Testing is a crucial part of the software creation process. It ensures that your code is working correctly and that all bugs are found before the software lands in the hands of consumers. But it can be difficult to explain these tests and their results to investors...
Have you been a part of a software project with a strict deadline or tight budget? Most people have. But contrary to popular assumption, a project’s failure to meet its deadline isn’t necessarily the result of inadequate preparation. The real problem is with the project’s code validation process.
It all comes down to software testing activities. Or, more particularly, software testing that is carried out insufficiently and at a late stage in the project. Lucky for us, shift left testing can help remedy this issue.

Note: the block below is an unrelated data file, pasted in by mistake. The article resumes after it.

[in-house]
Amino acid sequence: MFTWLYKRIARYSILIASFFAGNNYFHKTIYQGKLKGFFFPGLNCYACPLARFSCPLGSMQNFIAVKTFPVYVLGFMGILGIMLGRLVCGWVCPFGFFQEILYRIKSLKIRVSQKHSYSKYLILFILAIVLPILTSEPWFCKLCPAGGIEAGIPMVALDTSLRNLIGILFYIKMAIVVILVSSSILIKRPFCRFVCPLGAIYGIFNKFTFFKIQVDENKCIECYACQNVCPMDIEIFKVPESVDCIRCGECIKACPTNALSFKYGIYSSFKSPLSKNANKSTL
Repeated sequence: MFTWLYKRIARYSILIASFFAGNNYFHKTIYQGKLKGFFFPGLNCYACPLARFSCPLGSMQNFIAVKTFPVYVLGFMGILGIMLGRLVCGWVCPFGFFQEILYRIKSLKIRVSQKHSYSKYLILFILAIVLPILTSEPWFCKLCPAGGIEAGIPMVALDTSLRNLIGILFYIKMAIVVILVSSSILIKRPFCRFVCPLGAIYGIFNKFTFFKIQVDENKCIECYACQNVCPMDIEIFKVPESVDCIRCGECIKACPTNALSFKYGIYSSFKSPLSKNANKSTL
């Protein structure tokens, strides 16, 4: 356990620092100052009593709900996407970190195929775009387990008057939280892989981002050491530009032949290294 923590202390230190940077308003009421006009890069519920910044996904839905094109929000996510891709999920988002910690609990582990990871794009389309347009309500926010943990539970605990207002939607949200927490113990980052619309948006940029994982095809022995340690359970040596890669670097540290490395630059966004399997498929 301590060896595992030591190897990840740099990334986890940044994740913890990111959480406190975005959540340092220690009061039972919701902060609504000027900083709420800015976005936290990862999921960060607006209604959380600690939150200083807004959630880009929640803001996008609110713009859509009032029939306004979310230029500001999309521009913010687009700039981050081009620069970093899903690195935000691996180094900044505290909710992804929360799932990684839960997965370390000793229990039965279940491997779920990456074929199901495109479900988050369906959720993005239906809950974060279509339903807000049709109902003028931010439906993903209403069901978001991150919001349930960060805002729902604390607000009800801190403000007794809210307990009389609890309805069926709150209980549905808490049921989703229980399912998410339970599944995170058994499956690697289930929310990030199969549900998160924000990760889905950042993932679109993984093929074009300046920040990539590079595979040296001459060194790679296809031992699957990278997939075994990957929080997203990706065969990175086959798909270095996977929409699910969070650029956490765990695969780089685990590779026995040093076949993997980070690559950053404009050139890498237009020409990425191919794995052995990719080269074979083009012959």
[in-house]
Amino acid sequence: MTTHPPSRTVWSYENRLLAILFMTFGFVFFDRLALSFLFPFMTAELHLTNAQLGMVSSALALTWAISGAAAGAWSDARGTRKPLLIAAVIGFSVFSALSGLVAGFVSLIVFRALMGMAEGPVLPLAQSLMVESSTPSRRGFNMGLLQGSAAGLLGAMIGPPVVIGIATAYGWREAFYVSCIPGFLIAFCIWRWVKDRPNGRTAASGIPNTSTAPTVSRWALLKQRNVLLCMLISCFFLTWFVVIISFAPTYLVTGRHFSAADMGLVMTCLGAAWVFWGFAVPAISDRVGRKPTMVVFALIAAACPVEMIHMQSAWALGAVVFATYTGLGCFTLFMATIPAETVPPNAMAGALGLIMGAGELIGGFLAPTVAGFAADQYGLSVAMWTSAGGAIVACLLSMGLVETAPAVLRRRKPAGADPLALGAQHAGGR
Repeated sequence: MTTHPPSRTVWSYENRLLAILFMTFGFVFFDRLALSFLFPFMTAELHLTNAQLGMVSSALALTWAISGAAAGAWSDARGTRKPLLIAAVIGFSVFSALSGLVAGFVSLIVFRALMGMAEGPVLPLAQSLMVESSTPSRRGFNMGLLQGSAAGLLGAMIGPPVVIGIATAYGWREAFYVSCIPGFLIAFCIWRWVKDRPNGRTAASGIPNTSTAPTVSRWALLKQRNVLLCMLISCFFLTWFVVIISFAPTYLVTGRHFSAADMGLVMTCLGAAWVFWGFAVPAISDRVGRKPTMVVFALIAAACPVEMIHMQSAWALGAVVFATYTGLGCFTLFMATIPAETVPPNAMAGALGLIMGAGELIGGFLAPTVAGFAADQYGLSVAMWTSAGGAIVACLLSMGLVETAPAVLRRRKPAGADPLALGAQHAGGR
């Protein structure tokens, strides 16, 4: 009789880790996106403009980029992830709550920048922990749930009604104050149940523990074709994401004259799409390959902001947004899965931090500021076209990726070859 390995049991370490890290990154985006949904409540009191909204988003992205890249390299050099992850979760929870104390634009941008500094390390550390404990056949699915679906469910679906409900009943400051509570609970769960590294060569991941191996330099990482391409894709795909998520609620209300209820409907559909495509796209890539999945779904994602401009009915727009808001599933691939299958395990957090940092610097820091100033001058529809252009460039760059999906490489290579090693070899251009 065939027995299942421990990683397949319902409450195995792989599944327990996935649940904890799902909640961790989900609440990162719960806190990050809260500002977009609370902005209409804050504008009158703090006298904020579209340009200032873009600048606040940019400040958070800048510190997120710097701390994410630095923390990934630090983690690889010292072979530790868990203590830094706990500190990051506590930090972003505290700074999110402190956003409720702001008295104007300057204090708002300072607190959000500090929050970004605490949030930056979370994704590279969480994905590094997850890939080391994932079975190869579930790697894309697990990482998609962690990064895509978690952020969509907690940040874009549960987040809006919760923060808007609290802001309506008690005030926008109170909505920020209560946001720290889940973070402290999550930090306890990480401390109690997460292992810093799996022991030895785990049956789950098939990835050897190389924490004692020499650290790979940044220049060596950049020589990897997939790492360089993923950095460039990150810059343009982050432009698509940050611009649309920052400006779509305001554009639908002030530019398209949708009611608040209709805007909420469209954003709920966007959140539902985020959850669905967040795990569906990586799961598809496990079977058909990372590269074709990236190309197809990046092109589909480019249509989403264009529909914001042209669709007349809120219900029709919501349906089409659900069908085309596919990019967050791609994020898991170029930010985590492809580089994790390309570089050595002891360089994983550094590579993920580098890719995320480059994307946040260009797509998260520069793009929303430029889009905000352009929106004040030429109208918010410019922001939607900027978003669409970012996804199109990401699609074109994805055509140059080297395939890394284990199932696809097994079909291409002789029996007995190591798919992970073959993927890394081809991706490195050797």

The “shift left” methodology is founded on the idea that by testing code as it is created, the software development team will find flaws sooner than if they wait until the project is complete. This aims to move the testing phase away from the commencement of the software development process. Shift left methods can decrease the number of bugs found and enhance the overall caliber of code by testing more frequently and in much earlier stages in the testing process.
The overarching goal of the shift left testing approach is to steer clear of identifying any significant bugs that call for code fixes during the final phases of the software development. This article will explain the notions of shift left testing, the benefits of the shift left testing approach, how it works in the developmental process, and more.